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Female (Work)Force

February 27, 2017
Spring 2017
A version of this article appears in the Spring 2017 issue of Home Energy Magazine.
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Consider this scenario. A contractor pulls up to the house of prospective customer and knocks on the door.

Customer: (Opens door) “Hello?”

Contractor: “Hi, ma’am. I’m Jose from XYZ Cooling. I’m here to take a look at your air conditioner.”

Customer: “Right, I’ve been expecting you. Let me show you to the unit.”

Contractor: “Great. Question for you: Are all of the decision makers available today, in about an hour after I finish my assessment?”

Customer: “Yep, that’s me!”

Amy Beley Amy Beley has more than 12 years working in residential energy. She is an independent consultant and a yoga teacher in San Francisco, California.

Contractor: “I’d prefer to have you and your husband available, so we can make sure he understands what we need to do to solve the problem.”

Customer: (Sighs) “I am the decision maker. No need to include anyone else.”

Contractor: “It’s pretty complicated. I wouldn’t want to confuse you, and I want to make sure everyone involved understands.”

Customer: (Sigh)

We all have inherent biases. It’s human nature to try to quickly categorize people, or place a new situation in the same bucket as past experiences. In the above scenario—which is quite commonplace among many women I know—the contractor assumes that the customer is not equipped to understand the problem or the solution, and is not qualified to make final decisions about purchasing the services. The contractor may not be intentionally demeaning or belittling the intelligence of the woman in question; it’s likely inherent bias. And in the case of many of my female friends, the contractor loses the sale. So what can we do? How do we address inherent bias in a constructive, effective way?

I won’t pretend to have all of the answers. But first and foremost, we must talk about this. In the example above, XYZ Cooling will lose the sale for making a biased assumption. It’s good for business to be on the lookout for these biases. Women either make or influence 70% of purchasing decisions in the home. This means that, as an industry, we’re missing a big opportunity.

Untitled
Amanda Godward, owner of Ecotelligent Homes, performs an assessment of a customer’s home. (Ecotelligent Homes)

Consider another scenario. Last year, at Home Performance Coalition’s National Conference and Trade Show in Austin, Texas, the Women in Home Performance initiative held a working session on the last full day of the conference. I anticipated that this would be a brainstorming session where we would identify opportunities to build out the initiative. We did some of that, but so much more unfolded. The women who attended this session found a place to let down their guard and share personal experiences. This led to some intense discussions about incidents that had happened at the conference. Inappropriate comments about looks and sexuality. One woman was followed back to her hotel room at night, even after telling him to leave and attempting to lose him. Assumptions in group discussion that the woman was either the admin or office staff, when in fact the woman in question both runs the business and crawls through crawl spaces. The atmosphere in that session became a safe haven, one that nurtured cathartic conversation to let us all know that we’re in this together. The purpose of our initiative is not only to embody women, but to get the men to realize that more often than not, women are the decision makers.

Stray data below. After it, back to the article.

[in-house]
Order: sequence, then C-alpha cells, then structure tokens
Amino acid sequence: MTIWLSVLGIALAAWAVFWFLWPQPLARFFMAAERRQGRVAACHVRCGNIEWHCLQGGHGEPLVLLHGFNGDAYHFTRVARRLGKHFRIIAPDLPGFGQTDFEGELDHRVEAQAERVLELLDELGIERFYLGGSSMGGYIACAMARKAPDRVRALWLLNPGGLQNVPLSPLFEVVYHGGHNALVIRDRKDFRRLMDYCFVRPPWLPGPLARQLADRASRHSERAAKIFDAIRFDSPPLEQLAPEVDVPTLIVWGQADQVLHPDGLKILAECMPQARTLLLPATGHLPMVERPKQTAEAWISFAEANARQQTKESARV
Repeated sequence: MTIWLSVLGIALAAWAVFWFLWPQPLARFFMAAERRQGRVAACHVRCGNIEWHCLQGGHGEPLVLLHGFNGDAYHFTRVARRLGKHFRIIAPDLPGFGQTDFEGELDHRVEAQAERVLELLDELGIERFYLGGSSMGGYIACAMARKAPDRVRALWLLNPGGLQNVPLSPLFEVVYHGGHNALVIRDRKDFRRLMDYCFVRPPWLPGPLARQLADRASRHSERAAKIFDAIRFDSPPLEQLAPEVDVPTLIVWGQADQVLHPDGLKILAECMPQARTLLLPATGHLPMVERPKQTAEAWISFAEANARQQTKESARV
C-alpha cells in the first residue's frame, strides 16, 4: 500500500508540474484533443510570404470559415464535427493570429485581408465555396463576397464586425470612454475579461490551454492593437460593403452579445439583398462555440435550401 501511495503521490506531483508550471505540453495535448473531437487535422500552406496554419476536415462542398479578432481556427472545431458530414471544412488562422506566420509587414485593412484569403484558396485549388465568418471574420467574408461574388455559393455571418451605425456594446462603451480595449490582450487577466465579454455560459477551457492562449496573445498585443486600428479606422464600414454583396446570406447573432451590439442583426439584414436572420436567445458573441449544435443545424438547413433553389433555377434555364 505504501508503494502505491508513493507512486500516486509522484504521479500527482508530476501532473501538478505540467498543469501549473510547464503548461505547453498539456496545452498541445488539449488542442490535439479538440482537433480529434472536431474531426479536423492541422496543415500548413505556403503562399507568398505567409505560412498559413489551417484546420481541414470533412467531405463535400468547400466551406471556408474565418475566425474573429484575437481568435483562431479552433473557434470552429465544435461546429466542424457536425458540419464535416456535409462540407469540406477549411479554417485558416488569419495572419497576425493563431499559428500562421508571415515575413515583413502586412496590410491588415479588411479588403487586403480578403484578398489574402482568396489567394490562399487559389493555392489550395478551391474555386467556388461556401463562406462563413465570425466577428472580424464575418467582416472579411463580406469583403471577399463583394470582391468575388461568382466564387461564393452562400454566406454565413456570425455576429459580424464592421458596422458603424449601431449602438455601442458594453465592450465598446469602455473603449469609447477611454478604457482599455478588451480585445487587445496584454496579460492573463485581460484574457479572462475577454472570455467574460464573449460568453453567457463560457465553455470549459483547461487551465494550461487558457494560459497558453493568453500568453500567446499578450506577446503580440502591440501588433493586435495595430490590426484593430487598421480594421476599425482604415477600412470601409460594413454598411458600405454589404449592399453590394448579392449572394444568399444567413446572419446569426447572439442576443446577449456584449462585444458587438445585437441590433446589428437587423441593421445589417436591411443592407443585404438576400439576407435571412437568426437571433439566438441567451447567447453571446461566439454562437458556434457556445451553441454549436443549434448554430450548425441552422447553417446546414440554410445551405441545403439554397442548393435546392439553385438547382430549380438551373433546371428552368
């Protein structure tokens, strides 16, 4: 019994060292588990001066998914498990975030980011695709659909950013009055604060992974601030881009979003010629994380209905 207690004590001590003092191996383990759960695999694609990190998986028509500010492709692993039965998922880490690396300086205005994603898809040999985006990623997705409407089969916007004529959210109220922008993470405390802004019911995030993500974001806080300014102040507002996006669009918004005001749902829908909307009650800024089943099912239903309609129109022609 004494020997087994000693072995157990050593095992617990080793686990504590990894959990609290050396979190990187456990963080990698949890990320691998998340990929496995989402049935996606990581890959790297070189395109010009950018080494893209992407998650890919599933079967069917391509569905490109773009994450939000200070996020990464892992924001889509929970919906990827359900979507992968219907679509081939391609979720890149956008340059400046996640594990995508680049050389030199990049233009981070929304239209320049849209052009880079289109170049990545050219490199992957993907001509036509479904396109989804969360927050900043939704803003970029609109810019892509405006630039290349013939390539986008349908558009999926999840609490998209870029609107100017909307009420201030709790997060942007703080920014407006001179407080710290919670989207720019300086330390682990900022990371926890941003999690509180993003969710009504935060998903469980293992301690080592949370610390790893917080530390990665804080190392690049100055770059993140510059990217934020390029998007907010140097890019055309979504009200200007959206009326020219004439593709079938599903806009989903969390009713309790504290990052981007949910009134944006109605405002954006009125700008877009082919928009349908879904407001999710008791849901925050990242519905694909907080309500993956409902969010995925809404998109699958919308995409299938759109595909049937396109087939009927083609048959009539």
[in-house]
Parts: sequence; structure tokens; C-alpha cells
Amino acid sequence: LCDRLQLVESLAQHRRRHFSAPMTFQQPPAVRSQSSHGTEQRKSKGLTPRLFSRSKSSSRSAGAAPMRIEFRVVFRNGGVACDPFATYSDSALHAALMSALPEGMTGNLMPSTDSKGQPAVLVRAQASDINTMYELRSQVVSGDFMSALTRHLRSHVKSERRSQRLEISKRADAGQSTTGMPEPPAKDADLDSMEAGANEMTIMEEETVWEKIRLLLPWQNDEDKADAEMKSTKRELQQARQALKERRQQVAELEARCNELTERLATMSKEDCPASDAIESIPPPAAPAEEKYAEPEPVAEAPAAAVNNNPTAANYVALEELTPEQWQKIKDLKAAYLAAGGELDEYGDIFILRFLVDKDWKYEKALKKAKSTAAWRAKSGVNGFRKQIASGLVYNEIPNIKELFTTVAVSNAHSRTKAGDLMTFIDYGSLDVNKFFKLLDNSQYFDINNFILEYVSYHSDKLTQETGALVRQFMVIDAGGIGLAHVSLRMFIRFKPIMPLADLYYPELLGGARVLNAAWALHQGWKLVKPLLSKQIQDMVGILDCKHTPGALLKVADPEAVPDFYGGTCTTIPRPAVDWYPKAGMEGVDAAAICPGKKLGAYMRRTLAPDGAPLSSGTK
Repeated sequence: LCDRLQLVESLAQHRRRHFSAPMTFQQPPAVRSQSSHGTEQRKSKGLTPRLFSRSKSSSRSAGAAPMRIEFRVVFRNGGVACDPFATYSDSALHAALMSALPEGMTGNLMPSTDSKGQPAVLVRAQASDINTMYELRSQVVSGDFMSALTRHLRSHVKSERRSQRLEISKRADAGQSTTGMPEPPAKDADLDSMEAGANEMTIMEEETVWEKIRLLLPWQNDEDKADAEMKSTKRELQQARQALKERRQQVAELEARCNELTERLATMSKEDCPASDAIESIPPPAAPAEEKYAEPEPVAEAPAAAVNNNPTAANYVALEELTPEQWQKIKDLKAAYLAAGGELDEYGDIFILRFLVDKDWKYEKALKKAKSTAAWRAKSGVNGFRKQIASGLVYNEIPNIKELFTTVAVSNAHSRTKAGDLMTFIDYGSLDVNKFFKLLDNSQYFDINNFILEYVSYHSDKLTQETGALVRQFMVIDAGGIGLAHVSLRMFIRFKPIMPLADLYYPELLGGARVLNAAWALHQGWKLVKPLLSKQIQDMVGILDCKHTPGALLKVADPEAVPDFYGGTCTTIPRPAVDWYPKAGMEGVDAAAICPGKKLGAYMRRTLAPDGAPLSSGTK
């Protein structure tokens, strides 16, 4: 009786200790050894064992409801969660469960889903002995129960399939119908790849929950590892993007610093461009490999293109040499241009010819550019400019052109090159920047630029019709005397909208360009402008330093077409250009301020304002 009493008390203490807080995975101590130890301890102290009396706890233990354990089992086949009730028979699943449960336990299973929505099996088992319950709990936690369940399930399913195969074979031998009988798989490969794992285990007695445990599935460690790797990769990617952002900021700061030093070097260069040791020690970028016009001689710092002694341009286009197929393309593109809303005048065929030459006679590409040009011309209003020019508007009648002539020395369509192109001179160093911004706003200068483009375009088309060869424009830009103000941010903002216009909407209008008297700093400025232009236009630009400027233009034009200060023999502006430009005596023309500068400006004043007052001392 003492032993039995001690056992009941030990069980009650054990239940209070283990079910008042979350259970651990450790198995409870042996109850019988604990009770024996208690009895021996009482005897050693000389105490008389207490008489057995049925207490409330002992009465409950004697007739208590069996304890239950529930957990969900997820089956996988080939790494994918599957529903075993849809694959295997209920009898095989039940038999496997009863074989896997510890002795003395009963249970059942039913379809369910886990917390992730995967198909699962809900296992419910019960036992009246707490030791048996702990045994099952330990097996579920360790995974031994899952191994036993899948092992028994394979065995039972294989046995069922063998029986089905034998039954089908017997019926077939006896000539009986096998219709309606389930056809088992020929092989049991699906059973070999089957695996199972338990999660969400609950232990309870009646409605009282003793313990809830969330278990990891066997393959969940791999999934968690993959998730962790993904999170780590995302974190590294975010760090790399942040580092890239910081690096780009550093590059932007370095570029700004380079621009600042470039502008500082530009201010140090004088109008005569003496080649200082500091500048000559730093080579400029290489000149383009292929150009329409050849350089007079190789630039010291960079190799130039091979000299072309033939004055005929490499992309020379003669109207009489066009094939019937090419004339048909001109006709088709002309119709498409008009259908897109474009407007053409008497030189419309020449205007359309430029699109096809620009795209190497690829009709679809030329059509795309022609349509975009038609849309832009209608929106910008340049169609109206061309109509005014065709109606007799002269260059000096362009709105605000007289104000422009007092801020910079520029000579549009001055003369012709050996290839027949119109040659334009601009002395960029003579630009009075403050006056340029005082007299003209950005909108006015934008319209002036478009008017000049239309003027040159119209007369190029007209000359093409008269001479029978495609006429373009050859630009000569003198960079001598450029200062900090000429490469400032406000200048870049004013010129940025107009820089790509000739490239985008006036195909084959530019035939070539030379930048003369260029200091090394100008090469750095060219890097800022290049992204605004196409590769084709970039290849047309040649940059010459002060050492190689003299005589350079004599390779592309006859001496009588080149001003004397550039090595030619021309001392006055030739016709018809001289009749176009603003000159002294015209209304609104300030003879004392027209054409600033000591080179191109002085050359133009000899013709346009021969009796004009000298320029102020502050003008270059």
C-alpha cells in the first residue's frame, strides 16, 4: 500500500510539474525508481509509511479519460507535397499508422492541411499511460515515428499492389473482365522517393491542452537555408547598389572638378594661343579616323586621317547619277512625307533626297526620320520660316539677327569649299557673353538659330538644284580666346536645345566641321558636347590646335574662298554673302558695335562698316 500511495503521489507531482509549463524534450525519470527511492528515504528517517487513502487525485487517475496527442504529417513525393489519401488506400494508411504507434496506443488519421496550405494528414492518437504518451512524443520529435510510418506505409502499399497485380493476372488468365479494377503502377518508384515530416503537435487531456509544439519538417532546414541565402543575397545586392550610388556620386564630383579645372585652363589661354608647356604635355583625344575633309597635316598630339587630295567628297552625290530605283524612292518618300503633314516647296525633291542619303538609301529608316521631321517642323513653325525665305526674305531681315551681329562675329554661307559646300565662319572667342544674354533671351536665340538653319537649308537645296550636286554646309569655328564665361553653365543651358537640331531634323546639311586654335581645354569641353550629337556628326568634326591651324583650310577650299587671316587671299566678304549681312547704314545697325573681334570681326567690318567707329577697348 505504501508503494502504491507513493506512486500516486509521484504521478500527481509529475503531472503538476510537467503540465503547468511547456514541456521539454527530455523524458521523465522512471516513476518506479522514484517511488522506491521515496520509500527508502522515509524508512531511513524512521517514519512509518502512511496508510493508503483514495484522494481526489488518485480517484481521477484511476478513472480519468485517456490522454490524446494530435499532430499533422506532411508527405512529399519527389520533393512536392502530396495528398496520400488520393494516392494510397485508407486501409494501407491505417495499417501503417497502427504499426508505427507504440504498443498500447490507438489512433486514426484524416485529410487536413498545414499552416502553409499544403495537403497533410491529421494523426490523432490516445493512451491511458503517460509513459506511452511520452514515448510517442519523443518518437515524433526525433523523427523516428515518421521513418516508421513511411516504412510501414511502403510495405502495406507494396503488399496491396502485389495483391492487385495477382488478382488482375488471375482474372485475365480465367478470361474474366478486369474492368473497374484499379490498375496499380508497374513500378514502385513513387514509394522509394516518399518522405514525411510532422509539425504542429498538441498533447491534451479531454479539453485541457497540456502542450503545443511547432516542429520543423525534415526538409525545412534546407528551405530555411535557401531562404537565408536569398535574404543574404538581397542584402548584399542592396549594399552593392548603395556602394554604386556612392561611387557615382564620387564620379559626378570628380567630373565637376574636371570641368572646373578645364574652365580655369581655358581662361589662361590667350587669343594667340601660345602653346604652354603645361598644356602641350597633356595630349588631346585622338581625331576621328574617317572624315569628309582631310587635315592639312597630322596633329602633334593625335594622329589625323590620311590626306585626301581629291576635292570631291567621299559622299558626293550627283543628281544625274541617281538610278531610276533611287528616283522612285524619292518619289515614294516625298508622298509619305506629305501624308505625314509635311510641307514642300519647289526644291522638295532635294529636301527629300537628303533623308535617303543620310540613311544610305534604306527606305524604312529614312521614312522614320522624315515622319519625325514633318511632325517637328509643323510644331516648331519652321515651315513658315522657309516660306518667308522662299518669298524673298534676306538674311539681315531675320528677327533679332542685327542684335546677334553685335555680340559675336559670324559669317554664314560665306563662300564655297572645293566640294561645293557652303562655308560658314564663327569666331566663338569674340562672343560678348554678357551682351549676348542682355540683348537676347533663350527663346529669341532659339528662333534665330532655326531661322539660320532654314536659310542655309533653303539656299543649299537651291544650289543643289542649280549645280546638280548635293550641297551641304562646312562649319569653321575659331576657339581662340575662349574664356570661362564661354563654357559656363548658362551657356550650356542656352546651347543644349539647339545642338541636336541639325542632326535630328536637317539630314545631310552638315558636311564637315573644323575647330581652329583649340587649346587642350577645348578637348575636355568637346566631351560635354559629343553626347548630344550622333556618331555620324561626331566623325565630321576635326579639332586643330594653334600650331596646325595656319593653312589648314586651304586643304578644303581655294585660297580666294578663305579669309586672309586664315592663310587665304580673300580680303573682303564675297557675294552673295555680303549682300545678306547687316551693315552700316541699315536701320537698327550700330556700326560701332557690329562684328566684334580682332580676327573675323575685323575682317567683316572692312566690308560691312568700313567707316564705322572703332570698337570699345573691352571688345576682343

Don’t get me wrong, I know that the vast majority of men in this industry are good, kind, honest guys. It is a small percentage of men that commit the most egregious offenses; the majority of men have no idea that these things happen. Women have kept silent for fear of being judged, of confrontation, or of “causing a scene.” Many women believe that they should keep their heads down and get stuff done, sidestepping the inappropriate comments and dismissive attitudes that can impede their progress. We need to change that. We need to speak up, to offer our opinions, to shout out an answer. Be a vocal, active part of the conversation. Here’s how.

Hire women. Often the resumes that come across our desks are for male applicants. Dig deeper. Reach out to local high schools and vocational schools. Work with local community organizations to find young smart talent that looks different. Our industry is a complicated one; we need all the diverse thinking we can get.

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Contact Amy Beley at amy@beley.org.

Women in Building Performance will be meeting at HPC National in Nashville, Tennessee, March 19–22, 2017. Join us!

Join the conversation: Twitter: @WomeninBP and LinkedIn

Start a dialogue. These gender issues can be challenging to navigate. Ask questions; do research Come to these meetings and conferences with a list of questions that you want answered. Learn to speak publicly; start a conversation with someone you don’t know. Even if it’s with the person in the coffee line. And ladies, get used to hearing your voice; and realize that it’s time to speak up, often.

Support Women in Building Performance. The Women in Home Performance initiative has changed its name to Women in Building Performance in an effort to be more inclusive. We’re collaborating with other women’s organizations like Women in HVAC and Women in Solar Energy. We’re looking to bring more diversity to the industry, and to the conferences. Sponsor someone at the conference. Donate funds for a diversity scholarship. Come to our events. All are welcome!

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